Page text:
A crew installs a trench box and shoring equipment that ensures worker safety during a major sewer infrastructure project that is to open up the southern region of already fast-growing Sarpy County in Nebraska. (Courtesy of Multivista)
BELLEVUE — A sewer project expected to open more than 10,000 acres of rural land for residential, commercial and other development in Nebraska’s fast-growing Sarpy County has received a financial boost.
A federal $45.3 million low-interest loan helps advance the first phase of a broader sewer extension plan that carries an overall price tag likely to exceed $250 million.
Sarpy County officials announced the loan this week.
They say the overall project is vital to the continued growth of a county that’s home to Offutt Air Force Base and near urban Omaha.
“This project will change the landscape of Sarpy County,” said Don Kelly, chair of a multi-city entity guiding it. “With this investment, we can finish a critical segment of the project that will broaden the tax base of our communities and set the stage for continued growth, new amenities and better quality of life.”
The Sarpy County and Cities Wastewater Agency (SCCWA) — which represents the cities of Bellevue, Papillon, La Vista, Gretna and Springfield — was formed in 2017 to build the unified sanitary sewer system in the southern region of Sarpy County.
Driving the need is a ridge that cuts through the county. The land mass has long obstructed growth to the south of the ridge line due to lack of adequate sewer flow and infrastructure. The wastewater initiative aims to fix that.
SCCWA said it also has partnered with the City of Omaha to use Omaha’s wastewater treatment plant as part of the project.
With this investment, we can finish a critical segment of the project that will broaden the tax base of our communities and set the stage for continued growth, new amenities and better quality of life. – Don Kelly, chair of wastewater agency overseeing the sewer project
With this investment, we can finish a critical segment of the project that will broaden the tax base of our communities and set the stage for continued growth, new amenities and better quality of life.
– Don Kelly, chair of wastewater agency overseeing the sewer project
The first $130 million phase kicked off last year with construction on two sewer lines, one extending to Springfield and the other through Bellevue. Those two are nearly complete, and the $45.3 million loan will support the construction of another line that connects the first two, according to a news release.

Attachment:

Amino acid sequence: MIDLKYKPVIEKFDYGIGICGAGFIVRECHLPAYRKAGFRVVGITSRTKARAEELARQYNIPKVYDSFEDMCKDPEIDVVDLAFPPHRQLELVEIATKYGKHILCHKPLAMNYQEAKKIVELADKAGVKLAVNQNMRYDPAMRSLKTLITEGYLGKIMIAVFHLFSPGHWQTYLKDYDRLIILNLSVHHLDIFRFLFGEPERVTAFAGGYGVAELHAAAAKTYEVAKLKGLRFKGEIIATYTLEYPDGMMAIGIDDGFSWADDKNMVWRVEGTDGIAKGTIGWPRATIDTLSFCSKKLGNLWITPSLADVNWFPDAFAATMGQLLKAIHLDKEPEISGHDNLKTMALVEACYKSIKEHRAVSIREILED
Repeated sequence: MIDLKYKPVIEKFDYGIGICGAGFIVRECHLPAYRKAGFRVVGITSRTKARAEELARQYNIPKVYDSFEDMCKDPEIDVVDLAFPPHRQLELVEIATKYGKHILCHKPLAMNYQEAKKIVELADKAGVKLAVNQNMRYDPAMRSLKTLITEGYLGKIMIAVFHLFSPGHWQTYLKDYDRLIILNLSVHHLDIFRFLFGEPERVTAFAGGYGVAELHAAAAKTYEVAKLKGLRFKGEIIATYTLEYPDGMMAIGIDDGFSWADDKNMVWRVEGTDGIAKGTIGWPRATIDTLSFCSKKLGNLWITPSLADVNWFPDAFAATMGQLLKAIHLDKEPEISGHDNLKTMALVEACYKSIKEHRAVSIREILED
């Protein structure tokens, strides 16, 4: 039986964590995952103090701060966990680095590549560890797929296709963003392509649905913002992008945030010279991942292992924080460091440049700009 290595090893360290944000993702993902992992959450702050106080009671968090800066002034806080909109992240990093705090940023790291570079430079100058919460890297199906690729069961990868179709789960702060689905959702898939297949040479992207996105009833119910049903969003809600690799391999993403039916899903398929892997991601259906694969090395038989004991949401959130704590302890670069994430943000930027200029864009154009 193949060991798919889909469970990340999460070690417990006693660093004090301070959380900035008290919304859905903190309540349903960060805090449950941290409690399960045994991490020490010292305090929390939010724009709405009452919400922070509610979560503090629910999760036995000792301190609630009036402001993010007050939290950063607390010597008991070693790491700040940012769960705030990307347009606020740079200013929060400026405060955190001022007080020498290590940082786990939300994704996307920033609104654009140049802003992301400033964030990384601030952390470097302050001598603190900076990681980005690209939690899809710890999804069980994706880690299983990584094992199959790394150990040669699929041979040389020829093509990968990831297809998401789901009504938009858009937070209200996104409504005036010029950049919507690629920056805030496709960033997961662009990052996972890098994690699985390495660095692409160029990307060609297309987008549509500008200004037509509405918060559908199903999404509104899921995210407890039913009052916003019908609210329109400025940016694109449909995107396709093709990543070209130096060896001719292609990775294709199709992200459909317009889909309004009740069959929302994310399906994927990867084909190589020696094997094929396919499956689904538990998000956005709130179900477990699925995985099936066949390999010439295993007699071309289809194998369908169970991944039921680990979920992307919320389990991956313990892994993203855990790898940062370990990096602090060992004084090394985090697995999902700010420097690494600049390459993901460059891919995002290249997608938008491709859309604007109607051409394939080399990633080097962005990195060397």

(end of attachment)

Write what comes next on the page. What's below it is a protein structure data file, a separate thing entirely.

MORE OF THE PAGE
That first phase of about 19 miles of sewer line is expected to finish just before 2025.
“We’re thrilled to move forward thanks to the support of our community and financial partners who recognize how valuable this investment is to our community,” said Doug Kindig, vice chair of the wastewater agency and La Vista’s mayor.
The newly announced loan is through the Water Infrastructure Finance and Innovation Act. Sarpy County spokeswoman Katy Glover said it supplements a $70 million zero-interest loan from the Nebraska Department of Environment and Energy, and a $10 million allotment from the state via Legislative Bill 814.
An economic impact study conducted last year for the SCCWA by Hunden Strategic Partners said that establishing sewer service south of the ridge line should spur new development projects north of the ridge as well.
Such growth would build the area’s population and tax base.
Among benefits projected in the Hunden study:
- Roughly 10,660 acres would open up over the next three decades for new development into residential, commercial and industrial uses.
- If that occurred, the State of Nebraska over those three decades could see $15.7 billion in tax revenue from sales, hotel, corporate income and personal income taxes.
- More than 4,500 full-time equivalent jobs would be created during a 30-year buildout, though Sarpy officials have said project completion could stretch into 50 years.
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